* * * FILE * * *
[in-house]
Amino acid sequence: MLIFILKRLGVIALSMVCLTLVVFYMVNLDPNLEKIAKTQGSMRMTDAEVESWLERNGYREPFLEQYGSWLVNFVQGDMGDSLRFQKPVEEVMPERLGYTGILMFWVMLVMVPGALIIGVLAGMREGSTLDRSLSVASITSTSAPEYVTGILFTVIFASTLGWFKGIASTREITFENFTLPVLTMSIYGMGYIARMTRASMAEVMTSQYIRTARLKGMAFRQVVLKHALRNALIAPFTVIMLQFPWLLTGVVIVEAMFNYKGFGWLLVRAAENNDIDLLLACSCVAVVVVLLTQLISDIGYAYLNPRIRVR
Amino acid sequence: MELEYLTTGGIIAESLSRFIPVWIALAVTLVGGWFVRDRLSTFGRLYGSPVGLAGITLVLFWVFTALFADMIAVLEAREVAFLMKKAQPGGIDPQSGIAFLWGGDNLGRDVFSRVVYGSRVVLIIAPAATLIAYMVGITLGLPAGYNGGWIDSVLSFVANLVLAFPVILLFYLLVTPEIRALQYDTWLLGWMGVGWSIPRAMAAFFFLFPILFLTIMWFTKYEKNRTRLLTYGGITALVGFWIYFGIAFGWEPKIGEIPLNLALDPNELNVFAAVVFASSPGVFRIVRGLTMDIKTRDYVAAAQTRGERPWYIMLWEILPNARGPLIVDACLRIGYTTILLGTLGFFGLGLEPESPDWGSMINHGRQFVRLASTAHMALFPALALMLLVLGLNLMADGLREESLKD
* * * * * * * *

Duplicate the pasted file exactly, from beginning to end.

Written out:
[in-house]
Amino acid sequence: MLIFILKRLGVIALSMVCLTLVVFYMVNLDPNLEKIAKTQGSMRMTDAEVESWLERNGYREPFLEQYGSWLVNFVQGDMGDSLRFQKPVEEVMPERLGYTGILMFWVMLVMVPGALIIGVLAGMREGSTLDRSLSVASITSTSAPEYVTGILFTVIFASTLGWFKGIASTREITFENFTLPVLTMSIYGMGYIARMTRASMAEVMTSQYIRTARLKGMAFRQVVLKHALRNALIAPFTVIMLQFPWLLTGVVIVEAMFNYKGFGWLLVRAAENNDIDLLLACSCVAVVVVLLTQLISDIGYAYLNPRIRVR
Amino acid sequence: MELEYLTTGGIIAESLSRFIPVWIALAVTLVGGWFVRDRLSTFGRLYGSPVGLAGITLVLFWVFTALFADMIAVLEAREVAFLMKKAQPGGIDPQSGIAFLWGGDNLGRDVFSRVVYGSRVVLIIAPAATLIAYMVGITLGLPAGYNGGWIDSVLSFVANLVLAFPVILLFYLLVTPEIRALQYDTWLLGWMGVGWSIPRAMAAFFFLFPILFLTIMWFTKYEKNRTRLLTYGGITALVGFWIYFGIAFGWEPKIGEIPLNLALDPNELNVFAAVVFASSPGVFRIVRGLTMDIKTRDYVAAAQTRGERPWYIMLWEILPNARGPLIVDACLRIGYTTILLGTLGFFGLGLEPESPDWGSMINHGRQFVRLASTAHMALFPALALMLLVLGLNLMADGLREESLKD